My domestic partner Max is my favorite person. He's smart, funny, handsome, sweet. He's also been in great pain for much of the past week, with an infection that required him to spend one night in the emergency room and may require additional hospitalization. As we fight these things, I think how fortunate both Max and I are that we do not have AIDS, that we are still alive.
People want to forget how many of us died.
They want to forget the murderous silence of our governments.
They want to believe that the gay men who died of AIDS in the 1980s were so promiscuous and irresponsible that they more or less deserved it.
I am reminded by the comments on this Towleroad piece on the recent death of New York City mayor Ed Koch that there are many gay men who want to believe that their brothers who died, who are still dying of the plague, were totally alien from themselves. I'm guessing that lots of those guys would respond like those parents who drive me crazy do: "I can't possibly be bigoted against gay men. I'm gay. But those guys died because they were irresponsible."
My friend Dean, who died when I was 25, was infected by his first boyfriend when he was sixteen. Not in a bathhouse. Not with drugs. Young love. And he died. He was a good guy, so much nicer than me, would have made the world so much brighter.
He was not garbage.
He did not deserve to die.
And no one deserved to die as David France describes gay men dying by the thousands in New York City:
We regularly received phone calls from St. Vincent patients complaining that staff members fearing the disease was airborne refused to bring them food, instead piling their trays outside their doors, or that terrified nurses wouldn’t bandage their wounds or change their soiled linens. It was like something out of a Saramago novel. I personally brought this information to Koch myself, as the first journalist with gay-media credentials to address him in a Blue Room press conference. He responded explosively. “Don’t be ridiculous,” he told me.
Those were the early days. As the epidemic mushroomed, the city’s hospitals simply ran out of space for all of the patients, and again he was silent. Deathly ill people were routinely turned away. At some hospitals, patients were lined up on gurneys along the emergency room hallways for days on end awaiting medical care that never came. When things went south, we all knew there was only one funeral home in the city — the gentle people at Redden’s on 14th Street — where we could bring our friends’ remains.
I do not recall Koch ever acknowledging these medieval conditions. He surely never took action, nor did he spare an ounce of sympathy for us in the trenches, not in public at least.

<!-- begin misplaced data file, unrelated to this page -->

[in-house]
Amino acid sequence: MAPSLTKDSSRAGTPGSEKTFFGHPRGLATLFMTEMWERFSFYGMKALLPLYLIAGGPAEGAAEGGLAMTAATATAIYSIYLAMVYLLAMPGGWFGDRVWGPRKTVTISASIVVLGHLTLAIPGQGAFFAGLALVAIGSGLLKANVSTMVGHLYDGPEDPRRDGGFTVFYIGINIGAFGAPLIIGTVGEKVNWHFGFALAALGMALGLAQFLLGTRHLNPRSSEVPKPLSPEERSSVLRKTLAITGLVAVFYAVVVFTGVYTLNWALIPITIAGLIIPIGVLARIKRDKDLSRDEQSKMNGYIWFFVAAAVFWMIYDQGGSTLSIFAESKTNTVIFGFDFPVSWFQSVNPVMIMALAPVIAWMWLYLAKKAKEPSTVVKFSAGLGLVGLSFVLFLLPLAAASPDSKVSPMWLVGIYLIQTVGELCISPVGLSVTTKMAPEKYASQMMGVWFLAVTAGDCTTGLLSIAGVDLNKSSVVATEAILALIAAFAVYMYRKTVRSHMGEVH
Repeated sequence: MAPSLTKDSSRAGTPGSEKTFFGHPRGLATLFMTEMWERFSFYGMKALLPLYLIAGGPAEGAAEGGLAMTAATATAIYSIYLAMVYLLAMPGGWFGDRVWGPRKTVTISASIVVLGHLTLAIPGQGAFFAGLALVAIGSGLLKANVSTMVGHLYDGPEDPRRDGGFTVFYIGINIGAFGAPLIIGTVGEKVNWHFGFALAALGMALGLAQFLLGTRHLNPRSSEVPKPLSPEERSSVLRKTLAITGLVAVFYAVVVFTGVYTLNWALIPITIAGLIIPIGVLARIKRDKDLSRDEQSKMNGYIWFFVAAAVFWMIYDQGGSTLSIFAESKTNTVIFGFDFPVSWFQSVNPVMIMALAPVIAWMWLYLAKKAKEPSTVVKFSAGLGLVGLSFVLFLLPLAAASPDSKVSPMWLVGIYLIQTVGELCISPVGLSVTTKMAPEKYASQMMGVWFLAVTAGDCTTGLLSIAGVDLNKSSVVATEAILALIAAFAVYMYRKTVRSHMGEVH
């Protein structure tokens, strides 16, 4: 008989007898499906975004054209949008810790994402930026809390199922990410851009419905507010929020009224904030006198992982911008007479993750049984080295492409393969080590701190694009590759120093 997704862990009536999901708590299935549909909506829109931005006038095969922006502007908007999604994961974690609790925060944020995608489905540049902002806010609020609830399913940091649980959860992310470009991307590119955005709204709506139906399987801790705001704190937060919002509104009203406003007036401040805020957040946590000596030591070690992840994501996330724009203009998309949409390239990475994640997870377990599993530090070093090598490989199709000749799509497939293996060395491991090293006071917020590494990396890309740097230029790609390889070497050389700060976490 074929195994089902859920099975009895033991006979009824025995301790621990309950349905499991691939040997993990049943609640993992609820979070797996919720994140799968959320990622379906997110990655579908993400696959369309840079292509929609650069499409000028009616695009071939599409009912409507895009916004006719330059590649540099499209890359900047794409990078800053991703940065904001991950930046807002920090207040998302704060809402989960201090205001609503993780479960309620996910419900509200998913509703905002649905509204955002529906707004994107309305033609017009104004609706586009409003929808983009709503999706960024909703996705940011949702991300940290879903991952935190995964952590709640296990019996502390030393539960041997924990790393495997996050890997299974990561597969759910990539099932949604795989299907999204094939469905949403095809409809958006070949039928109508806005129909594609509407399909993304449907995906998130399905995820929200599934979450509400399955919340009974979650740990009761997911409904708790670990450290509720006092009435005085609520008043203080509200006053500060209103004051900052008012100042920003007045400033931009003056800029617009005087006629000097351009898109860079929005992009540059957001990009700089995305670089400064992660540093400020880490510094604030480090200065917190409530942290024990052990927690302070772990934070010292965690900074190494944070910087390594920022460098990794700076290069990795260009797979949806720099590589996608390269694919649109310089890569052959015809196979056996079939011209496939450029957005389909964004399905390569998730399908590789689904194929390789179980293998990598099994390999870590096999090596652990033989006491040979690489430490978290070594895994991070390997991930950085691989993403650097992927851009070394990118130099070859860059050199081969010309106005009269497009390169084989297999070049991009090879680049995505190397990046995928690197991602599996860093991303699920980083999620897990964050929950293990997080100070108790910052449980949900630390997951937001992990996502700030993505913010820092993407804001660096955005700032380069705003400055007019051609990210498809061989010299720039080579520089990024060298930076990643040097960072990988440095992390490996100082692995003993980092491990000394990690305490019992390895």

What does this have to do with autism?
Charli Devnet's piece about "The Dark Side of Aspergers" is what it looks like when members of a marginalized group have absorbed the biases of the majority:
If Adam Lanza had only destroyed himself, no one would have noticed. He would have silently departed this world, leaving “few footprints in life,” as the New York Times put it. If he had only killed his mother, well-meaning people would have shaken their heads and said exactly what they said about my neighbor, that here was another troubled young man who “snapped.” It is because Lanza exploded in such an unusual, deliberate and almost apocalyptic way, that we are so shaken. If we allow that Lanza might have been on the autistic spectrum it might help us take a candid look at the dark side of living on the spectrum.
Aspies are prey animals, said Tony Attwood at an Asperger’s conference in 2012. We are much more likely to be victims than villains. Wounded prey may, however, grow desperate and strike back. A lifetime of being bullied, rejected, and relegated to the periphery of life can give rise to anger and bitter fantasies of revenge, especially perhaps among lonely young autistics that have grown up in a culture where violence is glamorized and who may turn to perfecting their skills at violent video games in lieu of a social life.
"Self-hatred" is most common term for this, I think, but that seems wrong to me.
Autistic people and gay people, etcetera, are part of a world which is biased against us.
There is no good reason to think we should be immune from that bias, and we don't have to hate ourselves to experience it.
Max is older than I am. He has been openly gay for about as long as I have been alive. He has fought courageously and successfully for our rights. He was one of the first who got top security clearance when President Clinton reversed the ban on gay people having it in the 1990s. And he still carries bias against gay people
I disagreed when people went to court to try to get Proposition 8 overturned after it made same-sex marriage illegal in our state. I like elections, and I think ultimately minority groups win by making elections stronger, not by trying to undo them when we don't like the way they go. But what happened in the trial was that gay people laid out the difference that having full access to marriage made in their lives, in their status, in the eyes of their families.
Max is my domestic partner. It is not yet legal for him to be my husband. And he needed that trial to understand that separate but equal is not okay. He needed legal testimony to lose that piece of his bias against people like himself, after decades of fighting for our rights.
Think about that.
And don't tell yourself that you can't be biased against autistic people because you are one, or because you are related to one.